John Perceval's second eldest daughter, Celia Perceval travelled from England for the opening. Pictured with 'Winkie Angel' which was inspired by her as a childNow that the 38 John Perceval ceramic angels are showing under their halos at the Shepparton Art Museum, an unusual thing has happened. A beautiful calm has spread across the two ground floor galleries. The effect of the angels is one of serenity and wisdom, as Perceval weaves his magic some 60 years after hand modelling each unique piece.

I had thought that the combined effect would be ferocious, frightening even. Instead tranquillity has settled over the exhibition befitting the naming of the works as Angels.

The official opening held on Saturday 30 August was a slow dawning. At first people did not know how to react – there was a mixture of recognition followed by bewilderment, then satisfaction, then a type of love.

The Angels are distinctive forms and very sophisticated artworks. The space between immediate identification and fuller engagement was aided by the superb installation, which establishes a new professional benchmark for Australian art galleries.

The exhibition has had an outstanding response in its first few days – though it is not for us at SAM to praise ourselves – with the quiet and deeply sincere appreciation of John Perceval’s daughter, Celia (pictured), blessing the project as worthy of her beloved and wonderful father.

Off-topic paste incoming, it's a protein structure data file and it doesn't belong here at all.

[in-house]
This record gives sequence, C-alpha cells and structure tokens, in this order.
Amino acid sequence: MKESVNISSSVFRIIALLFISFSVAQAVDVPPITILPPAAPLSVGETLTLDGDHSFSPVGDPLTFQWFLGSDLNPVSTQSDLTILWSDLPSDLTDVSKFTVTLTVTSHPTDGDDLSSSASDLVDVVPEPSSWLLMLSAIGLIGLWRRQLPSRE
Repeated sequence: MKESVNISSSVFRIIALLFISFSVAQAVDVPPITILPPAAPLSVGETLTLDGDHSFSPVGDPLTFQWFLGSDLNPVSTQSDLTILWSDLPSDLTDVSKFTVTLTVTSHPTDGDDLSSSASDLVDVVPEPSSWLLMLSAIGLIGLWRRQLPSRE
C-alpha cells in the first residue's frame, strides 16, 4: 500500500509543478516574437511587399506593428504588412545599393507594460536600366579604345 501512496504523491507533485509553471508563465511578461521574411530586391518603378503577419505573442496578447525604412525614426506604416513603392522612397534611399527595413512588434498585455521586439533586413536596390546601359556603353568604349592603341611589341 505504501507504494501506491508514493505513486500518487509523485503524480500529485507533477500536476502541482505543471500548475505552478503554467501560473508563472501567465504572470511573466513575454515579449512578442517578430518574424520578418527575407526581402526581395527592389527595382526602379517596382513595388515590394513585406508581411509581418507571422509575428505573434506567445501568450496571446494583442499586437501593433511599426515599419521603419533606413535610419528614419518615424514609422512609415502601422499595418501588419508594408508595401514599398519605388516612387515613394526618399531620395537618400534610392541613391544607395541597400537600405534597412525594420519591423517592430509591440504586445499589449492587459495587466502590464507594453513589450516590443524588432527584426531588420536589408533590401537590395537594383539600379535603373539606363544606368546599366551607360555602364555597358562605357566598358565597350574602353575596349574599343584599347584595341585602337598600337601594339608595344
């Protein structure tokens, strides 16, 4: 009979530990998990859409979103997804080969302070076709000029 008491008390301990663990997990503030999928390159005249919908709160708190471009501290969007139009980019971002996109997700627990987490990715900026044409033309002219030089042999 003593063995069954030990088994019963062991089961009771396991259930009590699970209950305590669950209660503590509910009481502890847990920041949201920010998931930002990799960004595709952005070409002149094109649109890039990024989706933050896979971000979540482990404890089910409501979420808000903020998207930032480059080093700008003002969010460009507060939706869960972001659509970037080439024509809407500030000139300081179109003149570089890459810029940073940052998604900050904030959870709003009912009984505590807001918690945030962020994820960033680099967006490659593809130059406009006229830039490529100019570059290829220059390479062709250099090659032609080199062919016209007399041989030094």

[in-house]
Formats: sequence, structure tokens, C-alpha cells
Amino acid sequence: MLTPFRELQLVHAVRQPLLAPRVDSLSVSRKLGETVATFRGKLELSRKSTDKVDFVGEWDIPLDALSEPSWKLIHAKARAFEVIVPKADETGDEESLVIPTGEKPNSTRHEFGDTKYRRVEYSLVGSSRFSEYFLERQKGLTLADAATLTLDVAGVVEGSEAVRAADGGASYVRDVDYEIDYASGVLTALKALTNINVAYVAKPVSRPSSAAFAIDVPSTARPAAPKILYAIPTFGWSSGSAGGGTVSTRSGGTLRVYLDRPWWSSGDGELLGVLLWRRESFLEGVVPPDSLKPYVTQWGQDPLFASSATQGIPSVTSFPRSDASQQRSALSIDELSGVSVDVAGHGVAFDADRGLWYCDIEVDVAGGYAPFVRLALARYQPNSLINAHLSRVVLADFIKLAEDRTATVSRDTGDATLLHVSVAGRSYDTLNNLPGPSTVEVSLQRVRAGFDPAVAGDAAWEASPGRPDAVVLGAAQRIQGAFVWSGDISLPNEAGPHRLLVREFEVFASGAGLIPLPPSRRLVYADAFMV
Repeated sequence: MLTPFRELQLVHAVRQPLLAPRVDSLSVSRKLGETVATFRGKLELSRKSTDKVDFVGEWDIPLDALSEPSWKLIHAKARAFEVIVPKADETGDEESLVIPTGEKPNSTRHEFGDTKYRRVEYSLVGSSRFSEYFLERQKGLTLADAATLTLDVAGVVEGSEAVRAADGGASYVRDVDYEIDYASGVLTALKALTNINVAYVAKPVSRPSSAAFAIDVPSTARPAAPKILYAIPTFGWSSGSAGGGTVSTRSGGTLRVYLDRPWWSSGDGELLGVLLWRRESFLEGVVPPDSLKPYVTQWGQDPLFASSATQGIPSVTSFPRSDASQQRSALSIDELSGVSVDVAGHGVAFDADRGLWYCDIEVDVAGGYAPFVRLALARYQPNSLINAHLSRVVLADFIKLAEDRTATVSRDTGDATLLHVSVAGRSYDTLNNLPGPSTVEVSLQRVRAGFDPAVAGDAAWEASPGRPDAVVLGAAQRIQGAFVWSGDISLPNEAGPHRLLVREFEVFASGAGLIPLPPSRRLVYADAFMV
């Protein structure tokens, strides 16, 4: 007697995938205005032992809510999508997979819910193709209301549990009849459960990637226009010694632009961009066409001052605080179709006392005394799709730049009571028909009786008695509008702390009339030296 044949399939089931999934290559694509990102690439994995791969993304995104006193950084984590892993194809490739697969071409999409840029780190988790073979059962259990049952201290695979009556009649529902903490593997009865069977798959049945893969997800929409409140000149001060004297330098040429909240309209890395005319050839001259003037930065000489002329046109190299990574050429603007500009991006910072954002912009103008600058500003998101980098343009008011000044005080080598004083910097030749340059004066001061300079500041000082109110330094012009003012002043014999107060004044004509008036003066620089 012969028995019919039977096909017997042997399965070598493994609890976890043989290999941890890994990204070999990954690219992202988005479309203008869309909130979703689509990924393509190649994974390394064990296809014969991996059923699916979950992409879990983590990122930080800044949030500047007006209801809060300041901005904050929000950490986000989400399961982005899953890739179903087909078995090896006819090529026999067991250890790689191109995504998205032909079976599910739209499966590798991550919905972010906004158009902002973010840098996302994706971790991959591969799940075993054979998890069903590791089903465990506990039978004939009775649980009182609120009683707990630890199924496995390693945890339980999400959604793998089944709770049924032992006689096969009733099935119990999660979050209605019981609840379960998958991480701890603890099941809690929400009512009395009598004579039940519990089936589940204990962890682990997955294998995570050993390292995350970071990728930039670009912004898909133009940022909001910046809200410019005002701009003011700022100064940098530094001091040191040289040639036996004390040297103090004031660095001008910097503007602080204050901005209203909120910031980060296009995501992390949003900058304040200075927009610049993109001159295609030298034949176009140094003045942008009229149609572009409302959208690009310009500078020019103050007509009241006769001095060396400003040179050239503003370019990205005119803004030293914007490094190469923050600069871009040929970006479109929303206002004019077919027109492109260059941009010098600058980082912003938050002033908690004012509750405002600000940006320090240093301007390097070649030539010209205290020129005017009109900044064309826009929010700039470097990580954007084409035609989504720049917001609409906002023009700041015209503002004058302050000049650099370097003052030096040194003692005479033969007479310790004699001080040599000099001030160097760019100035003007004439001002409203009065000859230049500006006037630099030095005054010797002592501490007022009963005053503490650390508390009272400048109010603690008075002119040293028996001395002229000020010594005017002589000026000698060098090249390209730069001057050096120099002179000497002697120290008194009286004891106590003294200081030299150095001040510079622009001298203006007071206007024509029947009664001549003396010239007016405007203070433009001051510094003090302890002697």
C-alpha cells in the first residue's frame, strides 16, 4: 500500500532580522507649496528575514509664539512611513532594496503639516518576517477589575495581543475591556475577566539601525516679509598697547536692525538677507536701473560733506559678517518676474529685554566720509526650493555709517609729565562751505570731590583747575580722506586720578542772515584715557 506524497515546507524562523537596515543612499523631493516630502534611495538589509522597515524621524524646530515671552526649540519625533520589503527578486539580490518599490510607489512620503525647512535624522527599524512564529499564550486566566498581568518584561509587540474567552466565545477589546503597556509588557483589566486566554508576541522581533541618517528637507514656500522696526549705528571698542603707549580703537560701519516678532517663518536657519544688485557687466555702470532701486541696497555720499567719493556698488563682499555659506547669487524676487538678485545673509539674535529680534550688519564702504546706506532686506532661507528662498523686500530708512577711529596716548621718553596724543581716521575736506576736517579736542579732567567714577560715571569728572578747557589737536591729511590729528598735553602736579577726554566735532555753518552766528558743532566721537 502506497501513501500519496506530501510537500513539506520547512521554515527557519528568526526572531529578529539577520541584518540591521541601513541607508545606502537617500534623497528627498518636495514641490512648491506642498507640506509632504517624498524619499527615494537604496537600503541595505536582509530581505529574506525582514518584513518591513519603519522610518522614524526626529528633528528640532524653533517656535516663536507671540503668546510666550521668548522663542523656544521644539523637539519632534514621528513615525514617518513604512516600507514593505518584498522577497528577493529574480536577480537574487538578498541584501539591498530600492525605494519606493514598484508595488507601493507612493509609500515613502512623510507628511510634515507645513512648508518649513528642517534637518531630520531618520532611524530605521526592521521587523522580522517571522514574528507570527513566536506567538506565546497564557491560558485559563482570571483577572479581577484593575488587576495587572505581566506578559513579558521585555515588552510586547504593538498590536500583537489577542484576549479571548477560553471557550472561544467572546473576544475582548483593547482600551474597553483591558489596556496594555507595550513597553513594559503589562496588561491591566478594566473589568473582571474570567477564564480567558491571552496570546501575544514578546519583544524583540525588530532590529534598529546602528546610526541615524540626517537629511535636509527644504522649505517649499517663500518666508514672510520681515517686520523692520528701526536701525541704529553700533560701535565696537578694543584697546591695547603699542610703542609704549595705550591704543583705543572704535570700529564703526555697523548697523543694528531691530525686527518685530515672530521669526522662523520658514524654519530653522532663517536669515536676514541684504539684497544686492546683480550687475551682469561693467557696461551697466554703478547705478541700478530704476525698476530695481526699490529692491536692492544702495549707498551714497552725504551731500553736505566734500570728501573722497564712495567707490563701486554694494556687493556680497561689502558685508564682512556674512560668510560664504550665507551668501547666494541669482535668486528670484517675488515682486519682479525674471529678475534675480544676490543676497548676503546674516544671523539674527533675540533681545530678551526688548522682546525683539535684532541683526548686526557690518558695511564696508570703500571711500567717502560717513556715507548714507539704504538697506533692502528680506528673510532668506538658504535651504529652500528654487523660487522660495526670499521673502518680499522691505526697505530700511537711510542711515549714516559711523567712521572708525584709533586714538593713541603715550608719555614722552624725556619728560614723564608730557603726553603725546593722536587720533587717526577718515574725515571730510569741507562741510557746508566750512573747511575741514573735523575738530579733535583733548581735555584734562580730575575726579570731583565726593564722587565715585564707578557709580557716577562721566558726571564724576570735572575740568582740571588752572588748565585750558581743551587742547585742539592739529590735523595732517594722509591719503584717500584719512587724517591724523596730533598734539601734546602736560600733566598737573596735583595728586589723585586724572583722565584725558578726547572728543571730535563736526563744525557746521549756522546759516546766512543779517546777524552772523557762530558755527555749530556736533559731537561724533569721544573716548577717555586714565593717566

It is without doubt a world-class exhibition and a great credit to the SAM team. The whole presentation is outstanding, from the display furniture and carefully positioned labels, through to the documentation which is impressive and accessible. Some plinths are placed at children’s height to ensure that the whole family can enjoy this exhibition. It is a must see event that people will talk about for years to come, and it is an important to show your support for SAM by seeing Delinquent Angel: John Perceval’s Ceramic Angels.

As SAM steps forward into a new era, this singular exhibition is proof that the idea of building a new stand-alone art museum is worthwhile.

The final salute goes to John Perceval himself. A sensitive man who left behind a fine body of artwork, he was great humanistic and caring soul, which shines through each sculpture on display.

Joe Pascoe, SAM Acting Senior Curator